WEBSITE EDITOR'S PAGE
Just a hello and to let you know we helped a pilot that got our info from your site.
Thanks again for putting us on the web.
Aviation Family Fund
Received this letter below from our friend in Austria:
it has been a long time since my last contact with BOAF, the last convention I attended has been in Toronto, 2005. This also had been my last flight, as a passenger. I am "earthbound", just traveling with my camping car. That does not mean I forgot the Bird. Looking at the website- thanks a lot for this great work - and looking at fotos brings back a lot of memories. My first AA International Convention had been Montreal 1985. I had been sober for 3 years at this time and thought I was the only alcoholic pilot in Germany ( or in the airline business), when I heard about BOAF. My first BOAF convention had been in Washigton,1986, What a relief to find out I am not alone! And I am often thinking about the fellow pilots I got to know, the friends I made, the talks we had and the good times enjoying the fellowship at conventions and privately. This were important parts for my sobriety. And I tried to carry the message, got part of starting a EAP within my company, reported "how it works" in USA to my pilots union and started a nest in Frankfurt, Germany which I gave up after 6 months, because there was "no need". There is no nest until today, German pilots want professionals, not "drunks". Until the time to my retirement and knew only 2 other colleagues who were in AA, one of them I could encourage to come to the ATL convention many years ago. Pilots without our fellowship don't know what they miss!
The reason I am writing now: Last week I got a call from a guy who identified himself as a captain with an Asian company. He had been in treatment in ATL and told me that the ATL Birds held meetings in that treatment center. That is where he got the message about the birds. When he said he is Austrian he got my phone number from one of the members. We met in Vienna and had a 3hrs talk. I am so grateful that I had this opportunity, I just have my regular meetings here, German and Englisch language. I really miss birds meetings and it so so great that you ATL guys bring the message to treatment centers. I just wanted to give you a feedback, it works, international.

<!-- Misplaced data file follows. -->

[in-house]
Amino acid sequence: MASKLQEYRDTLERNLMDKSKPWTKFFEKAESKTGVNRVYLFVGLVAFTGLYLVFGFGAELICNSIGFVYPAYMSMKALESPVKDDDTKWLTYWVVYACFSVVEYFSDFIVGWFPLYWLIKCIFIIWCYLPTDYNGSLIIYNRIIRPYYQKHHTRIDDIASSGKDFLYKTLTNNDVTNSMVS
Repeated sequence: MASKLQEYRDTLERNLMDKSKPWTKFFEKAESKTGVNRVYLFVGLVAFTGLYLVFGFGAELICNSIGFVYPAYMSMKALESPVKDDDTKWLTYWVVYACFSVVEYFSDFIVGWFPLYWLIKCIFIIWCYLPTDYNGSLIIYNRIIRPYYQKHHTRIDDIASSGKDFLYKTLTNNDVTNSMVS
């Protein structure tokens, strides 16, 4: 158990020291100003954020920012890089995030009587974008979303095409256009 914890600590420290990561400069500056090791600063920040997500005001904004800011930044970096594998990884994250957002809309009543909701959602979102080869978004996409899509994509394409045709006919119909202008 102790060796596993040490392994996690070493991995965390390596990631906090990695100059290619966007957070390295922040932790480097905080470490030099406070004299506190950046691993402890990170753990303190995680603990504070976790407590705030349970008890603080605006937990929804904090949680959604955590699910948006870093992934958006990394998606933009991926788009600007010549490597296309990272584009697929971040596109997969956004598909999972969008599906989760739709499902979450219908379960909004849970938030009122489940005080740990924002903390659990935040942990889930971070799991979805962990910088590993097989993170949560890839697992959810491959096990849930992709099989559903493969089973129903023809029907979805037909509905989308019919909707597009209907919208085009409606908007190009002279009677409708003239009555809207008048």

And now the " technical" part: I am still a solo bird in Vienna, Austria. I am glad to be a contact here.I have a change in my phone number : +43 664 9312210. You can also give my e-mail address. And I have a request: would it be possible to list the solo contacts alphabetically according to the countries, or within USA to the states. e.g in my case: Austria, Vienna Helmut J....It would be easier to find but I know it is a lot of work for the first time. Presently it just shows the names and then the the location.
All the best, greetings from oversees,
CURRENT LETTERS TO THE EDITOR
Posted July 6, 2013
Such sad news! Jim's birthday was 02-12-21, which I remember because my sobriety date is 02-12-13. I'm so glad I had the opportunity to get to know him better when it was just the four of us at that Birds meeting the 5th Monday in April. I was so impressed and entertained with all his flying stories! He was so sharp, I thought he was much younger. I'll never forget his analogy of flying airplanes, as to being with a woman. I thought that was beautiful! I turned 50 July 2nd. Too many coincidences? I was hoping to visit with him more. Guess I've learned not to procrastinate, which is my worst character defect. He will be missed so much!
To the editor:
Been a while since I've updated for IAH. We are still going strong after 5 years. The meeting attendance has increased a little even as most of us are getting back in the air. We are meeting for dinner at 1730 at "Kung Food" across JFK Blvd. for fellowship prior to the meeting. We continue to encourage strong AA recovery within our group as we feel recovery is more important than the return to work. Many of us continue to be blessed by the 12 steps of AA. It just keeps getting better!
I just wanted to let you know that the 1st BOAF Hong Kong meeting successfully kicked off last Sunday, May 26th.
There were 7 people present for the meeting and I was the secretary. The meeting commenced at 0900 and ended at 1000. We then held a business meeting to discuss a few things including deciding on a new start time.
Overall, the meeting was very friendly, energetic and everyone was able to share (open topic).
Copyright © 2014 by "BOAF" All Rights reserved.
TO READ ARCHIVED LETTERS TO THE EDITOR CLICK HERE
Is God Your "Co" Pilot?
Like many pilots, I first got interested in flying airplanes by reading books as a youngster and watching flying movies late into the night when in grade school and high school. One movie that really stood out for me was God is my Copilot. I really enjoyed that one and I have since then read the book by Colonel Robert L. Scott at least three times.
As my drinking started and my alcoholism progressed I would never pass up the opportunity to watch these old movies when they would come on late night television. Many times I sat there and fantasized that I was General Frank Savage taking over and whipping into shape a squadron of B-17 pilots like Gregory Peck did in 12 O'Clock High.